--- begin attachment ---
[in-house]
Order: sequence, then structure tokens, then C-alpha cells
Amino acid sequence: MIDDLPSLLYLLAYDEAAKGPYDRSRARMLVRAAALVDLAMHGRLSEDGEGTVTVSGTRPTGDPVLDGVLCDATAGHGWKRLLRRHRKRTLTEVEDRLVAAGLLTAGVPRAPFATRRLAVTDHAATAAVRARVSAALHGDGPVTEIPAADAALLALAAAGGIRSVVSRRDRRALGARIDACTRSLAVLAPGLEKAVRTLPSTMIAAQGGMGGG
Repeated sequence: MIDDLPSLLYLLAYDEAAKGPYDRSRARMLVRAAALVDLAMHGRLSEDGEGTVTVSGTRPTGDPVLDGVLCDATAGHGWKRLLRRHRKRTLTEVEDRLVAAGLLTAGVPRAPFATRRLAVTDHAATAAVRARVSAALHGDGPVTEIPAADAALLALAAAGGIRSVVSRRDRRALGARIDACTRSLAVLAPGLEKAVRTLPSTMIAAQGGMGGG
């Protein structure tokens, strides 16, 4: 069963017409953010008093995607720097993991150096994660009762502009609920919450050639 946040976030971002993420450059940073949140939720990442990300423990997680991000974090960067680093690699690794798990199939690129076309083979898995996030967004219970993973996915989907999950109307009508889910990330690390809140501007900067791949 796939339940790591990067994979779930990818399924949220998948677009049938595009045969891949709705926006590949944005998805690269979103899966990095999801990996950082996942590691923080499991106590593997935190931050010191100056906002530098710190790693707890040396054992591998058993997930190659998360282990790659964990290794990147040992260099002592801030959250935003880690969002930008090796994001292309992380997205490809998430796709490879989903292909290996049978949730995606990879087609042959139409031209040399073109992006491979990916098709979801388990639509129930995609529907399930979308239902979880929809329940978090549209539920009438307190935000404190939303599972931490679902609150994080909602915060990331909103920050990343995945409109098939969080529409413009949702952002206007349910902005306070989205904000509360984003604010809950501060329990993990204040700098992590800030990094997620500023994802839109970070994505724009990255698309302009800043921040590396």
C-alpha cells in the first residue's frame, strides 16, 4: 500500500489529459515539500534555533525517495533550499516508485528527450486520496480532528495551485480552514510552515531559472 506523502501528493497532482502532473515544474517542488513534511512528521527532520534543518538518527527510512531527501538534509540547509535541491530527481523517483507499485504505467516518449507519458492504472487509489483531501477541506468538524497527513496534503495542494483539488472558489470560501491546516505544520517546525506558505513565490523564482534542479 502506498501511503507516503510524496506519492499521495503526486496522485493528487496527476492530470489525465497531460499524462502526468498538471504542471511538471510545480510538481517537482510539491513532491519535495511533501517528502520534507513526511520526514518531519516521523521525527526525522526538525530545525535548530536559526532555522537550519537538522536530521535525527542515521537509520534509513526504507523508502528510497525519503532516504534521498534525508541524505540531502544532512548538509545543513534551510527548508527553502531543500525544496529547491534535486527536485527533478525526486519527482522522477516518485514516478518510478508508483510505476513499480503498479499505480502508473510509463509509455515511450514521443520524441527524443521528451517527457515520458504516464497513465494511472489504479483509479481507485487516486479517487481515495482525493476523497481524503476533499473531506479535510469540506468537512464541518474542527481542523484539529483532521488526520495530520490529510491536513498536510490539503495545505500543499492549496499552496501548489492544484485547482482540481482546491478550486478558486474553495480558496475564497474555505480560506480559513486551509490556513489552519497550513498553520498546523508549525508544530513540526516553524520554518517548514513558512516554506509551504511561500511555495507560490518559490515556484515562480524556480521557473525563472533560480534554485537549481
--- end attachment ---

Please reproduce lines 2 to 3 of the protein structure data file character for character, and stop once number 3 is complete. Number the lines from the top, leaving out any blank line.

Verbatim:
Order: sequence, then structure tokens, then C-alpha cells
Amino acid sequence: MIDDLPSLLYLLAYDEAAKGPYDRSRARMLVRAAALVDLAMHGRLSEDGEGTVTVSGTRPTGDPVLDGVLCDATAGHGWKRLLRRHRKRTLTEVEDRLVAAGLLTAGVPRAPFATRRLAVTDHAATAAVRARVSAALHGDGPVTEIPAADAALLALAAAGGIRSVVSRRDRRALGARIDACTRSLAVLAPGLEKAVRTLPSTMIAAQGGMGGG